Gwyneth Paltrow is one celebrity that the public seems to love to hate. The 44-year-old mother-of-two has been at the center of more controversy based on her strict “new age” views on diet and health than many celebrities that invite real scandal. Kate McAloon, a chef to the stars, worked for Paltrow and her then- husband, Chris Martin, during the filming of the first Iron Man movie. McAloon made no effort to downplay the incredibly restrictive diet parameters set by Paltrow for her entire household.

“I had a brief from their assistants…they eat nothing. They are very strict. They avoided any sugars, anything sweet, no dairy, just more vegetables,” McAloon said in an interview with

“When I got there, I was trying to stick to the brief, and I realized as I started adding more ingredients in, they said, ‘Your food is getting better.’ That’s what happens when you eat more than grass.”

The chef has worked for several celebrity couples, including Miranda Kerr, Courtney Cox, and David Arquette. She has the rare opportunity to observe the Hollywood elite in their natural habitat, and generally had positive things to say — until it came to Paltrow.

Paltrow has made no secret of her celebration of the “raw food” diet, and strict focus on holistic healing methods. The actress is the founder of Goop, a ‘lifestyle brand’ and newsletter founded in 2008. Goop gave Paltrow a platform to express some of her new age ideas on health and wellness. Unfortunately, it also gave the public a platform to point out just how inaccurate, and sometimes dangerous, her ideas could be.

In her July interview with the New York Times, licensed obstetrician and gynecologist Dr. Jen Gunter denounced much of the information in Paltrow’s publication. After reading through Goop’s recommendation for protecting against parasites with a goat milk cleanse, Gunter had this to say,

“I’d just write it off as crazy except some people are going to follow this advice and waste a lot of money.”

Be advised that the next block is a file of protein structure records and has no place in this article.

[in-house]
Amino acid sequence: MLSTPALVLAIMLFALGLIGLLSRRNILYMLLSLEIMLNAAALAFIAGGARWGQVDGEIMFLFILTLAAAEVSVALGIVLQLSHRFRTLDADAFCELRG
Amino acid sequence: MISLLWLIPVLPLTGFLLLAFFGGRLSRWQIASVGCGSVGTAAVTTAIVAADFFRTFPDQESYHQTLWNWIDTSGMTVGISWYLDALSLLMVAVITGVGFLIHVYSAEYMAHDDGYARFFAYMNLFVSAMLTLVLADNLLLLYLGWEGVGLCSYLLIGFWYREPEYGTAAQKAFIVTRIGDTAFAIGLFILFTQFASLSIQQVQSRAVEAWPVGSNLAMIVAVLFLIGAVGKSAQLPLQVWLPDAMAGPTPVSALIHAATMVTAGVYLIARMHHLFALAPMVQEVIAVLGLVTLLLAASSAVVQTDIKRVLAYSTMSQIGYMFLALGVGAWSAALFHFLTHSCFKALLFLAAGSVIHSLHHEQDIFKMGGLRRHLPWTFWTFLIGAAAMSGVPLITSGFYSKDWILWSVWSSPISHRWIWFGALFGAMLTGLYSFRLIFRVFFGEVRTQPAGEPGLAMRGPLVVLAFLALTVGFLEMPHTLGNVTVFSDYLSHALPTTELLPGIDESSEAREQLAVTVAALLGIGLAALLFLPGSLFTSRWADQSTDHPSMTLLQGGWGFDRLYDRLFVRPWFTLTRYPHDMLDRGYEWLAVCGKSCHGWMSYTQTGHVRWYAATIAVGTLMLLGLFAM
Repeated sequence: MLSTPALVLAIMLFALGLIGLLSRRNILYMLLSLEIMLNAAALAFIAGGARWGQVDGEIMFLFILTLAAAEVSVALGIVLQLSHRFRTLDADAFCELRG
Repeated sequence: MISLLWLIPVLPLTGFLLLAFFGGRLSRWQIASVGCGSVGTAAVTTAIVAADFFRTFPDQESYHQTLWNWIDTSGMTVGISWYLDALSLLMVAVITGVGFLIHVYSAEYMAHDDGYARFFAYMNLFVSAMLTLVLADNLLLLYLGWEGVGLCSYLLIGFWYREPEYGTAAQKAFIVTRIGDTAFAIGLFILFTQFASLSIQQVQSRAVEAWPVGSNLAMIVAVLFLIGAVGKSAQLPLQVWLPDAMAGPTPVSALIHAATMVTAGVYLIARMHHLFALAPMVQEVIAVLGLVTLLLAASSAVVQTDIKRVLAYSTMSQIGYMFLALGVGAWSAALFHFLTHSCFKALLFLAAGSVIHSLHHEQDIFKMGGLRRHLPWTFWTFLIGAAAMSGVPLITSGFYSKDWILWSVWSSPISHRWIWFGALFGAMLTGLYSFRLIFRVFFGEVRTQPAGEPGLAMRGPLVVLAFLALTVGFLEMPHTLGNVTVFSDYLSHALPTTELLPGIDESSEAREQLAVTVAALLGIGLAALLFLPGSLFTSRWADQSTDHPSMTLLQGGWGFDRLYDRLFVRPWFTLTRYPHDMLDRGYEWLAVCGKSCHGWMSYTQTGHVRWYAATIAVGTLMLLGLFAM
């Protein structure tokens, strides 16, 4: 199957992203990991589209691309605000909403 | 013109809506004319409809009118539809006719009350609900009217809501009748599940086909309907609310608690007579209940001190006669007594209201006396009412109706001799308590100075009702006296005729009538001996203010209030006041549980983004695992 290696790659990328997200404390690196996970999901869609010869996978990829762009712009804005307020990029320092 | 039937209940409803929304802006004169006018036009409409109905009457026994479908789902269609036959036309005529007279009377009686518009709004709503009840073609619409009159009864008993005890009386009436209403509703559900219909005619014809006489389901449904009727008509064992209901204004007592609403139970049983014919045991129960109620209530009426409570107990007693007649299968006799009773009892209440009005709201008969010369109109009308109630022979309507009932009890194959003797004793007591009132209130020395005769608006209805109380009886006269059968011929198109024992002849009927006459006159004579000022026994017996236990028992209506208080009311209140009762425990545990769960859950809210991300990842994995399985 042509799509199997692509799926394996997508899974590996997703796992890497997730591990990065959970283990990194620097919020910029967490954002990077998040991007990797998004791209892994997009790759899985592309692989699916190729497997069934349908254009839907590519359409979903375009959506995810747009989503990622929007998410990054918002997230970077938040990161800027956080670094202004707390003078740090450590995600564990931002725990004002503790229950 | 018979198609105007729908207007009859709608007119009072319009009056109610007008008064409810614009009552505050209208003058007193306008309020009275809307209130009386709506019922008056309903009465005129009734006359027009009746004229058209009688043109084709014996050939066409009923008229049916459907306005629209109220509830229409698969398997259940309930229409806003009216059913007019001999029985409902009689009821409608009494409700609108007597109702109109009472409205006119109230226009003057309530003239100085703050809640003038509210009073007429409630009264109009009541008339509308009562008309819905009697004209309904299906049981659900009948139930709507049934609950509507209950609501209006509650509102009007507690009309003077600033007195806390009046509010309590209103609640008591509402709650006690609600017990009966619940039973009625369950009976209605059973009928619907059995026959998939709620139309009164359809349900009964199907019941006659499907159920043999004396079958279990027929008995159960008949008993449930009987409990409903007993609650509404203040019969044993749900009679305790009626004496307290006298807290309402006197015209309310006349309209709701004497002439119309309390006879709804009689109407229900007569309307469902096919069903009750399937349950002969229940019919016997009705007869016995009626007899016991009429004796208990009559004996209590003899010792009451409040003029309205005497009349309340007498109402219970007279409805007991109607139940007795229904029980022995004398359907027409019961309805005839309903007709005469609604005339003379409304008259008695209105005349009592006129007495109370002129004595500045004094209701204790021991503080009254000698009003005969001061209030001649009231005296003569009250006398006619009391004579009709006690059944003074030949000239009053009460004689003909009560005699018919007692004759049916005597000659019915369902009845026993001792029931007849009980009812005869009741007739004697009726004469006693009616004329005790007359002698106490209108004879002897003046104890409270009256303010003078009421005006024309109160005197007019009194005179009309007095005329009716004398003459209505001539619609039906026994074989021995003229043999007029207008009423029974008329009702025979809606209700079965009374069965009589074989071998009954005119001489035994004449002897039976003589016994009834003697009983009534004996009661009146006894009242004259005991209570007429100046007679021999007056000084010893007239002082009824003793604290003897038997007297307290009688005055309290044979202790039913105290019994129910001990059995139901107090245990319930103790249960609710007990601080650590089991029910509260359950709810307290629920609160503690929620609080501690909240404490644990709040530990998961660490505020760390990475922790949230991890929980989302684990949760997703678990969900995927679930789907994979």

The doctor went on to debunk the newest health tips involving everything from steaming one’s lady parts to the insertion of a jade egg into the vagina to improve physical intimacy.

“I read the post on Goop, and all I can tell you is it is the biggest load of garbage since vaginal steaming.”

This isn’t the first time that Paltrow has been met with scrutiny over the information being touted in Goop. In 2013, the publication was accused of sexualizing pre-teen girls when it advertised children’s string bikinis. In spite of the mixed reception, the actress-turned-entrepreneur announced her plans to expand Goop as a brand and possible television program last week.

Gwyneth Paltrow 2014
Goop founder, Gwyneth Paltrow at the 2014 ‘Most Powerful’ Women’s Summit [Image by Krista Kennell/Shutterstock]

Paltrow has tried to defend herself against criticism, telling CNN Money that she is “close to the common woman.” The interview with McAloon is only the most recent proof that people are still avidly interested in the way that the “other half” lives.

[Featured Image by Kathy Hutchins/Shutterstock]]

Fairground kitchen beset by violations before eclipse; 14 health violations include rodent droppings on food packaging

More than 100 firefighters and other emergency response personnel stationed at the Deschutes County Fair & Expo Center for the total solar eclipse were eating food from a contaminated kitchen during part of their time there.